2. Planning and management. Lark allows you to provide programs without having dedicated staff from your organization, and it assists with marketing and other communication.

  3. Implementation. Lark has ready-to-use programs for wellness and weight loss, prediabetes, diabetes, and hypertension. The programs include education and counseling, as well as support for participants to improve success.

  4. Evaluation. Lark makes available key statistics on program effectiveness in your organization so you can be satisfied with the cost savings potential.

 

Evidence-Based Programs


To be effective, programs need to focus on evidence-based strategies[7]. In the area of chronic disease prevention and management, lifestyle changes are clearly effective. A team of health experts, with specializations in nutrition, physical activity, sleep, and other domains related to wellness, have applied their knowledge and the most recent and accepted research when developing Lark’s programs. 

Each program offers coaching on areas known to reduce risk and manage chronic conditions. Examples include the following.

  • Weight management. Each kilogram (2.2 lb.) of weight loss in obese individuals with prediabetes lowers diabetes risk by 16%.

  • Exercise. Physical activity lowers blood sugar and blood pressure and increases focus and ability to make healthy choices.

  • Healthy eating. Eating more vegetables and less fried food and processed meat can lower blood sugar and blood pressure.

  • Sleep. Inadequate sleep increases hunger, sugar cravings, and insulin resistance.

  • Stress. Stress management can lower blood pressure and make weight loss easier.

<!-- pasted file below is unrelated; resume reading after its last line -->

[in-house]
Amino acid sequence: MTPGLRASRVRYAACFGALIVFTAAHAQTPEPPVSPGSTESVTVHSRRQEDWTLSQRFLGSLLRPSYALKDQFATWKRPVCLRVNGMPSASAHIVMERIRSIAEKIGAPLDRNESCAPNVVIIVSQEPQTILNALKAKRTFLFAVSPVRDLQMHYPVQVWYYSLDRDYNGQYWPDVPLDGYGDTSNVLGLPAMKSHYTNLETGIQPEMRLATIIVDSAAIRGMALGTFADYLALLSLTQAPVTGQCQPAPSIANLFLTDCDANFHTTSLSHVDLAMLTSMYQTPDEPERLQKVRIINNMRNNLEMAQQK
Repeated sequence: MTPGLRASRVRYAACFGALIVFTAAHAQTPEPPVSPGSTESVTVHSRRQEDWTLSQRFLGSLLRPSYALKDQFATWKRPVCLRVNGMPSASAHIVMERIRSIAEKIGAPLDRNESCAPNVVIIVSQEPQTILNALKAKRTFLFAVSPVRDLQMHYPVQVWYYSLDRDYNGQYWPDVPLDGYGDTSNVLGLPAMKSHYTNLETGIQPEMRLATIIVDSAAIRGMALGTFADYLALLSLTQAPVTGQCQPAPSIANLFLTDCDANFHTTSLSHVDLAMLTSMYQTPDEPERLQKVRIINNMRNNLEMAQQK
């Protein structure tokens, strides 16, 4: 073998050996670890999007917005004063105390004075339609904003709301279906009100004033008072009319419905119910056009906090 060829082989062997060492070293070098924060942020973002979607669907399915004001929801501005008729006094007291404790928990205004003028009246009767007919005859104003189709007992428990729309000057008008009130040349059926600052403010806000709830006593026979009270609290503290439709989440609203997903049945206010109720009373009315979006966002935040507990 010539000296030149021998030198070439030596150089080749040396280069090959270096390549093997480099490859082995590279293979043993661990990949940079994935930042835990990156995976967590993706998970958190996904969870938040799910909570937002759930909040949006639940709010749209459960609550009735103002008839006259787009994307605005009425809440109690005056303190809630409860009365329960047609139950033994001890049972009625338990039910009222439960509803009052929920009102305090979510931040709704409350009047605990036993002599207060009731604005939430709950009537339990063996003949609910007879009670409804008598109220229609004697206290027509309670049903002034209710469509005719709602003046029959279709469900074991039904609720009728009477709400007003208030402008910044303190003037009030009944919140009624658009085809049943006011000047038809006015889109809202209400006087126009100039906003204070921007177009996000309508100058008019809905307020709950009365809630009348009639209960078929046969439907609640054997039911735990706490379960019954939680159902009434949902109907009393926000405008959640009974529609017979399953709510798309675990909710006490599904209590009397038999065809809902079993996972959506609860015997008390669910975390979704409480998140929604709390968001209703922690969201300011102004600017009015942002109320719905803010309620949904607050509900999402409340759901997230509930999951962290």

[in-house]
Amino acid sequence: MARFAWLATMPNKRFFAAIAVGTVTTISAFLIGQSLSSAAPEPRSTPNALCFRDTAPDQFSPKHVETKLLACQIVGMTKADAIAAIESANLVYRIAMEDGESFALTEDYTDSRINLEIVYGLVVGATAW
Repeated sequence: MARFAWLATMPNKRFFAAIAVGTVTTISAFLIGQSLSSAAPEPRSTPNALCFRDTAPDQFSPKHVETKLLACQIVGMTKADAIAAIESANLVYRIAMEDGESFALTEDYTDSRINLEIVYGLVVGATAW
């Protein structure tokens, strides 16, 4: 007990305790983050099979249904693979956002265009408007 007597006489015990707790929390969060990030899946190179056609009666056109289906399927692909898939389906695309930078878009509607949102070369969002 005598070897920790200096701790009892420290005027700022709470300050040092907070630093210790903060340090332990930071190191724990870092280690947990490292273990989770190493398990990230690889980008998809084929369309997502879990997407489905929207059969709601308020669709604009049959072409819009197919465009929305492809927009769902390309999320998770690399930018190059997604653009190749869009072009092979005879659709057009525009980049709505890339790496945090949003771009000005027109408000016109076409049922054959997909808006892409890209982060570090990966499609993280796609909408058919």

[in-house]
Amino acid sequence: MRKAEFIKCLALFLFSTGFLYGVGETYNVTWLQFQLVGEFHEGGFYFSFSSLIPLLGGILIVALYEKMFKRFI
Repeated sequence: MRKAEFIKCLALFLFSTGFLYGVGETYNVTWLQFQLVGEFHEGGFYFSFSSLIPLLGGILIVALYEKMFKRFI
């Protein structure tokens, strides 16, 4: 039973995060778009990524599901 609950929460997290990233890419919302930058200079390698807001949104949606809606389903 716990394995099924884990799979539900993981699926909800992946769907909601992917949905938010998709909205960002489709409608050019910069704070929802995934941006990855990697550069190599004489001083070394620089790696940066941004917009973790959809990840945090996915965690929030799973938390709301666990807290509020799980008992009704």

• Medication adherence. Non-compliance is costly, widespread, and harmful for conditions such as high blood pressure and blood sugar.

  • Self-monitoring of blood glucose. This is linked to improved control in diabetes.

Lark’s programs are also designed for some of the most costly and prevalent conditions, based on the latest and most widely accepted research on effective lifestyle changes. For example, use of Lark DPP is associated with weight loss, which is one of the most effective ways to prevent type 2 diabetes, and Lark Hypertension Care includes coaching around Dietary Approaches to Stop Hypertension (DASH), which has been clinically shown to lower blood pressure within weeks. 

 

High-Impact Strategies


Disease prevention strategies, such as healthy eating, physical activity, and loss of excess weight, may be widely recognized, but they are hard for individuals to implement themselves without a carefully-designed program and plenty of support. 

Lark’s chronic disease prevention programs promote long-term healthy habits based on established theories of behavior change, such as cognitive behavioral theory and stages of change. Programs are delivered in a compassionate and empathetic manner to allow users to develop trust for their Lark coach. Strategies like these can have a higher impact as they continually inspire and enable healthy choices.

Lark health coach provides education, assists with goal-setting and tracking, and offers empathetic encouragement. Users can feel confident depending on Lark to be there as often as needed and without fear of running out of a limited number of sessions.

 

Instant Scalability at Cost


The most effective program is useless if it is unable to reach all who need it. Both small and large organizations need to be able to offer chronic disease prevention and management programs to all of their employees, employees’ families, and members who can benefit, but they may not have the necessary resources to develop, implement, manage, and evaluate the programs. For that reason, it can make far more sense to contract with a provider that has already developed proven programs and that will lead the way in making them work for your company.